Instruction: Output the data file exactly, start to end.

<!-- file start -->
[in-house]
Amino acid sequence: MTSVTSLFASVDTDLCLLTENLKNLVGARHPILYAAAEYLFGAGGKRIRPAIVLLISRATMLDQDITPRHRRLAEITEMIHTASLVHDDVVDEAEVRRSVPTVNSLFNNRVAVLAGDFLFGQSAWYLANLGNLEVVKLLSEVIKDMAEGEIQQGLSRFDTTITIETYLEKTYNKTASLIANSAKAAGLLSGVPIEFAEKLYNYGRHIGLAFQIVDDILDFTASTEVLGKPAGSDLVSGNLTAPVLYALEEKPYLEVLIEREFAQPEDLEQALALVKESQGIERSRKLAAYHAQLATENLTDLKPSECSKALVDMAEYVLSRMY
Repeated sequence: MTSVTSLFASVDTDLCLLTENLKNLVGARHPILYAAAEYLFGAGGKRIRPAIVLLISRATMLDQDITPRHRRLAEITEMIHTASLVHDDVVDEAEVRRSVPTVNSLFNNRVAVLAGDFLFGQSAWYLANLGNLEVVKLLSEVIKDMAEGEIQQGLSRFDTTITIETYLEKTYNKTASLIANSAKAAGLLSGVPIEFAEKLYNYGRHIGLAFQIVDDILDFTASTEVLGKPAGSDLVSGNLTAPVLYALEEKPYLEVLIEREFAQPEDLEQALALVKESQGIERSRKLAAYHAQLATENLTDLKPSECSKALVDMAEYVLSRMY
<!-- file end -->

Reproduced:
[in-house]
Amino acid sequence: MTSVTSLFASVDTDLCLLTENLKNLVGARHPILYAAAEYLFGAGGKRIRPAIVLLISRATMLDQDITPRHRRLAEITEMIHTASLVHDDVVDEAEVRRSVPTVNSLFNNRVAVLAGDFLFGQSAWYLANLGNLEVVKLLSEVIKDMAEGEIQQGLSRFDTTITIETYLEKTYNKTASLIANSAKAAGLLSGVPIEFAEKLYNYGRHIGLAFQIVDDILDFTASTEVLGKPAGSDLVSGNLTAPVLYALEEKPYLEVLIEREFAQPEDLEQALALVKESQGIERSRKLAAYHAQLATENLTDLKPSECSKALVDMAEYVLSRMY
Repeated sequence: MTSVTSLFASVDTDLCLLTENLKNLVGARHPILYAAAEYLFGAGGKRIRPAIVLLISRATMLDQDITPRHRRLAEITEMIHTASLVHDDVVDEAEVRRSVPTVNSLFNNRVAVLAGDFLFGQSAWYLANLGNLEVVKLLSEVIKDMAEGEIQQGLSRFDTTITIETYLEKTYNKTASLIANSAKAAGLLSGVPIEFAEKLYNYGRHIGLAFQIVDDILDFTASTEVLGKPAGSDLVSGNLTAPVLYALEEKPYLEVLIEREFAQPEDLEQALALVKESQGIERSRKLAAYHAQLATENLTDLKPSECSKALVDMAEYVLSRMY